Bangladesh: On the swastika

An ancient symbol appears to forever lose its meaning because of the Nazi connection. Inspirations and Creative Thoughts on the Swastika. “European Union is planning to ban the symbol of Swastika, infamously used by the Nazi. But hindus are opposing the move because despite its being adopted as symbol of Nazism, it is one of the most ancient and sacred symbol in Dharmic religion such as Hinduism, Buddhism and Jainism.”


  • Golam Haider Ali

    It is a good decision that European Union decided has been decided to ban the symbol “Swaetika’. The hindu’s although see it as a sacred symbol, but I still think the symbol should be banned as it can create inspiration for future generations to establish hate organisation, as we can see it in Viswa Hindu Parishad and Hindu organisation BJP in India have been trying to use Swastika to organize extreme right wing hindu’s against the muslims and other minorities in India.

  • It is a criminal act to ban the swastika just as it was a criminal act for the Nazi’s to pervert this good luck symbol. The swastika is a highly respect symbol in the east and among we Buddhists around the world. The Europeans should not reward Hitler or think that their limited experience and understanding should determine what the rest of the world thinks, believes or honors. This is also a racist act and stinks of religious intolerance.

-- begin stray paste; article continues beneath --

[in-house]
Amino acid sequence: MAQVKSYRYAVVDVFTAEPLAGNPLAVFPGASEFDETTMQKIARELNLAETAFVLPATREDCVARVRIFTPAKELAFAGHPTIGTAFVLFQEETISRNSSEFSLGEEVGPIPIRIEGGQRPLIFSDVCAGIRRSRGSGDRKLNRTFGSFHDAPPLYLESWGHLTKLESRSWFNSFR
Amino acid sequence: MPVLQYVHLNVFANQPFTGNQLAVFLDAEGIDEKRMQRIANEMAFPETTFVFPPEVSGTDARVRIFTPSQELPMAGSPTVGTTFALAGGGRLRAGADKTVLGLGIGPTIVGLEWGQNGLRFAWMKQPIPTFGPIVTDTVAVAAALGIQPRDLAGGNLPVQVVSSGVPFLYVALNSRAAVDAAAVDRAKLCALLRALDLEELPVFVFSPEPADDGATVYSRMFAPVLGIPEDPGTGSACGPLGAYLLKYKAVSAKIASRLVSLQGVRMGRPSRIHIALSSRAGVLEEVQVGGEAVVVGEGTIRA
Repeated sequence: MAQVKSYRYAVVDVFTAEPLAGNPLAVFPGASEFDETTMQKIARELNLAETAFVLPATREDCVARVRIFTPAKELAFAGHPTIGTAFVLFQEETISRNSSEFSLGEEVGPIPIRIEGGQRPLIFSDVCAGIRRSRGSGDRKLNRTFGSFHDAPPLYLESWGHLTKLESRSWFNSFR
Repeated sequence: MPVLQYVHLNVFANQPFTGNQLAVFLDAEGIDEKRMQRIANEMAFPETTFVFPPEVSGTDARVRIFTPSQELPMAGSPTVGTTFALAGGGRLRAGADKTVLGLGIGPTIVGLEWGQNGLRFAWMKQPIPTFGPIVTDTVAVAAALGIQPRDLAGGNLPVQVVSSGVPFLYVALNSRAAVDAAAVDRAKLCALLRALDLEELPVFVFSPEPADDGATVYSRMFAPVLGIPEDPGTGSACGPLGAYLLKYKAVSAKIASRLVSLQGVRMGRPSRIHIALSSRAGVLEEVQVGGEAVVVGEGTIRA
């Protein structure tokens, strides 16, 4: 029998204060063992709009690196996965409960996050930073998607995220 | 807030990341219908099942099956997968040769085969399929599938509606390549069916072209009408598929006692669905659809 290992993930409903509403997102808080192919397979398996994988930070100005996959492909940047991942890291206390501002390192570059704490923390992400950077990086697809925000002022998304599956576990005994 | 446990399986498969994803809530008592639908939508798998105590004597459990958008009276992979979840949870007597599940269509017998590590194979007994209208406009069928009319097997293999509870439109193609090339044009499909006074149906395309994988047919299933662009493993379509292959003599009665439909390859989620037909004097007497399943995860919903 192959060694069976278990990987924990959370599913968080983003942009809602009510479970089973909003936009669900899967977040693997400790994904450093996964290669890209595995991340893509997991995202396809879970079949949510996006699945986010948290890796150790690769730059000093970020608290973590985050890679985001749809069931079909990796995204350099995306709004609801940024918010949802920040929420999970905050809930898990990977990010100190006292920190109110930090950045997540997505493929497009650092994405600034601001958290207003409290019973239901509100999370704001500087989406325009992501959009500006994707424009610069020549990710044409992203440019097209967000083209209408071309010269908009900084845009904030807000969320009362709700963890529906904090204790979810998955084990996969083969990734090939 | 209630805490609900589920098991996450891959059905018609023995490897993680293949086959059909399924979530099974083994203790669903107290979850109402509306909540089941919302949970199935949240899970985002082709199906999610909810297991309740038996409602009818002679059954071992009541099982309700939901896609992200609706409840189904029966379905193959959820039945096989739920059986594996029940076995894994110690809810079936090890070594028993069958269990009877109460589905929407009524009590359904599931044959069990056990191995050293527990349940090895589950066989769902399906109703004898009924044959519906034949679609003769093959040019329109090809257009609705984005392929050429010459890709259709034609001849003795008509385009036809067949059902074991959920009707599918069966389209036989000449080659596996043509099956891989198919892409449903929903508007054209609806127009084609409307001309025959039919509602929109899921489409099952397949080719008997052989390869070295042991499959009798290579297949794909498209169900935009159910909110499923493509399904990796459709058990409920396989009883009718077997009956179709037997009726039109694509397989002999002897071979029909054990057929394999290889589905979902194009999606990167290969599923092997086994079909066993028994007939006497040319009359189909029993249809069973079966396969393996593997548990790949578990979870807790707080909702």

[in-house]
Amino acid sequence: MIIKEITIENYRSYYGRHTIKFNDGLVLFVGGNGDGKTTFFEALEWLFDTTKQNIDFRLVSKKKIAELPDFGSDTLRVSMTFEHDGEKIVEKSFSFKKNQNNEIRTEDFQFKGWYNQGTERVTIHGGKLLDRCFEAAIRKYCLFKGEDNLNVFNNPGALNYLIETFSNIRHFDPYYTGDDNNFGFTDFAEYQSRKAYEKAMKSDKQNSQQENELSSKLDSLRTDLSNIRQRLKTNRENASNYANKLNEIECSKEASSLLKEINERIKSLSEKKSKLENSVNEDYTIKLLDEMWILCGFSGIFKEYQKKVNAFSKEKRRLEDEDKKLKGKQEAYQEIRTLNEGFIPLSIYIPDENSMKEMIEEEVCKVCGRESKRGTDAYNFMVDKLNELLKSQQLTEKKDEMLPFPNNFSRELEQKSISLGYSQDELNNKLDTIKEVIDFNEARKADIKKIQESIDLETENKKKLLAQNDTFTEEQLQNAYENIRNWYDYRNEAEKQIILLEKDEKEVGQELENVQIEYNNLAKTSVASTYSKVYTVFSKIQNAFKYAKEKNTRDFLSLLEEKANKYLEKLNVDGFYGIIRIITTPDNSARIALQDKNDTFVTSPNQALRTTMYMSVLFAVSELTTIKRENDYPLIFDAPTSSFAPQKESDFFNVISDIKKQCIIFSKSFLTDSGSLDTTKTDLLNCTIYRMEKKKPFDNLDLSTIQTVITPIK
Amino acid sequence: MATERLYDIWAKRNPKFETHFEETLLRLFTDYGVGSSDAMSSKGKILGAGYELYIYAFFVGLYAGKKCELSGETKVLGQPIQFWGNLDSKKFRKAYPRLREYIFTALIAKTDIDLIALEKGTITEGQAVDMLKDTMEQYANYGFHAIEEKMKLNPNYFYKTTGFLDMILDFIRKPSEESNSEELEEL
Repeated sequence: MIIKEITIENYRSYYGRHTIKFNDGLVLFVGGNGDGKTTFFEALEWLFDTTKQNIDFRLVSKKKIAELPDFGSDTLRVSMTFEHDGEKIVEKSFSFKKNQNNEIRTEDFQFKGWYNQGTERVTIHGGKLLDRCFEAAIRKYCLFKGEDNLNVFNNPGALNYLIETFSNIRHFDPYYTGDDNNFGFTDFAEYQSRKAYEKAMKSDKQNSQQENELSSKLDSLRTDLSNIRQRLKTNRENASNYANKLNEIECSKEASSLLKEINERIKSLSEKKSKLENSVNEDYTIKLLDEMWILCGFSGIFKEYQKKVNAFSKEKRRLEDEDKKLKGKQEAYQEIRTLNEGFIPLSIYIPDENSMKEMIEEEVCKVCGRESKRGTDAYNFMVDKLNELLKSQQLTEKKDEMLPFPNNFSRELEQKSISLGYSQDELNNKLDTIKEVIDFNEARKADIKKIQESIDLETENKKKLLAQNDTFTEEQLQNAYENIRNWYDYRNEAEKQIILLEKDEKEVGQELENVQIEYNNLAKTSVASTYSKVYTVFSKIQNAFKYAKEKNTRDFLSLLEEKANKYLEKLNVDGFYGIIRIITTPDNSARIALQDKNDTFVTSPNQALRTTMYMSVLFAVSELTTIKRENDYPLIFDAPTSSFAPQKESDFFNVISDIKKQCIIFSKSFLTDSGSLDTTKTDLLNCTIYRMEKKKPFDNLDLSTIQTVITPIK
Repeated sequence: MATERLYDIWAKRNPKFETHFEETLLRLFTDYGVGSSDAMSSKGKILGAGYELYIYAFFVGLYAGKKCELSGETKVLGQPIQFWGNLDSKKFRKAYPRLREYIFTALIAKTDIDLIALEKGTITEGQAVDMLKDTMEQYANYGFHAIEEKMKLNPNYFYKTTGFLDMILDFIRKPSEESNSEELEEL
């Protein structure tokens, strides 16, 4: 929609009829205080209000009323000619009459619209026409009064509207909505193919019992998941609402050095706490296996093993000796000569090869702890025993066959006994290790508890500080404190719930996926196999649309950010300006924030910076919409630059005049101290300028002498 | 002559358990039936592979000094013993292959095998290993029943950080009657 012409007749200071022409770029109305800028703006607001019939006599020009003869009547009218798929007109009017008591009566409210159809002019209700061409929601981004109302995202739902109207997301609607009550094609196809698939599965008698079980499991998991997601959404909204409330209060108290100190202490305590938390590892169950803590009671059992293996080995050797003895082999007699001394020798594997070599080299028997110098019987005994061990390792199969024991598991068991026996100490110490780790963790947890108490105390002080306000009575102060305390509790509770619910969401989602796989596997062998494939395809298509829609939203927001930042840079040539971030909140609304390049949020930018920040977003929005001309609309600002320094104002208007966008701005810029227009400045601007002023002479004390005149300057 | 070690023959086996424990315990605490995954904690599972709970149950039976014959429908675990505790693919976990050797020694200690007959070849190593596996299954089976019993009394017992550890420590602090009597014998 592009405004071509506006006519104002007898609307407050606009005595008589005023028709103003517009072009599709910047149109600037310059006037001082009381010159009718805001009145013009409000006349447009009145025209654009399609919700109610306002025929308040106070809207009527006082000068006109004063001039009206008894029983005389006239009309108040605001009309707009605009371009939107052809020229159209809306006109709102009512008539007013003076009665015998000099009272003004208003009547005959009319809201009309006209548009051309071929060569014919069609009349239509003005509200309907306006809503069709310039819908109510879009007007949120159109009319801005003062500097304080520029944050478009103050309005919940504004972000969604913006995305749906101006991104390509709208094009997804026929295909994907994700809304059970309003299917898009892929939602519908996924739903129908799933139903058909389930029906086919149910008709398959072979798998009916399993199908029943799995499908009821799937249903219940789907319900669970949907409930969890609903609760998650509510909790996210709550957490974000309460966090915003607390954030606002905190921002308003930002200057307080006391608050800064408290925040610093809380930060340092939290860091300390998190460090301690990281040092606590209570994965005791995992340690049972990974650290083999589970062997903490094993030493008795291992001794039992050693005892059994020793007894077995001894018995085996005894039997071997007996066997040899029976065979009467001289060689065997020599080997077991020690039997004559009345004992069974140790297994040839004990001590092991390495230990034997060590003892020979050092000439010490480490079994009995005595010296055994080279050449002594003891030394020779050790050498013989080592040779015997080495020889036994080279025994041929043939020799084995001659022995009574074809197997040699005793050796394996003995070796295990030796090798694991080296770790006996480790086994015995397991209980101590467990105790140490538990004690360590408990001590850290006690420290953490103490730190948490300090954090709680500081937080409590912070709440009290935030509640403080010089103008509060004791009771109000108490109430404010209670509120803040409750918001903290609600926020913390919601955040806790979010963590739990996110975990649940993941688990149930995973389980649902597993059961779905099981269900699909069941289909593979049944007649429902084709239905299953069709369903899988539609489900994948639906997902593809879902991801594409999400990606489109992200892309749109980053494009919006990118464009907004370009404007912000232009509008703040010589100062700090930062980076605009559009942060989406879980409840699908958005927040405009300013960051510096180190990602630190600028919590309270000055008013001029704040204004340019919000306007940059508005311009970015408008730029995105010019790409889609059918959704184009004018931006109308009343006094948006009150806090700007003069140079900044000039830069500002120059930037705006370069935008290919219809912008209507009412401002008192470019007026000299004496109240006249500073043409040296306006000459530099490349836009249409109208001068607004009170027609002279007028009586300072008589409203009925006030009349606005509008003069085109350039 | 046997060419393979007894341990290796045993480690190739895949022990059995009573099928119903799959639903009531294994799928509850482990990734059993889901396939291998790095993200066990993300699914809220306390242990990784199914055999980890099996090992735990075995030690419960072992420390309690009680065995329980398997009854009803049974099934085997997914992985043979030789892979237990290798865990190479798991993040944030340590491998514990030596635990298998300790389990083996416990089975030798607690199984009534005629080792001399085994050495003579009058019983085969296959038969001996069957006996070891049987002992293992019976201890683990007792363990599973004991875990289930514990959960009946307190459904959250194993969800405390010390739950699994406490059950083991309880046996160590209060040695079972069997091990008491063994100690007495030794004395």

Venerable Kevin O’Neil
    American Buddhist Monk

  • Unfortunately, this sacred symbol was misused by the Nazi Regime, considering it an Aryan symbol and Hitler believing that the German people were the only pure surviving Aryans. There is no such thing as a pure race as, throughout history, people have intermarried. As this symbol appears on many shrines and Buddha images throughout Asia, it has great meaning to those of Asian background. Because of its misuse by the Nazi regime is insufficient reason to ban it, especially in Asian countries. However, in ‘Western’ countries, where Buddhism is growing rapidly, it should be used with caution. Many Jewish people living in ‘Western’ countries, seeing such symbols, could feel uncomfortable and reminding many of them of the horrors of the holocaust. Buddhists should be sensitive to the feelings of these people and not cause them further suffering. The teaching of the Buddha does not depend on symbols but on practice.

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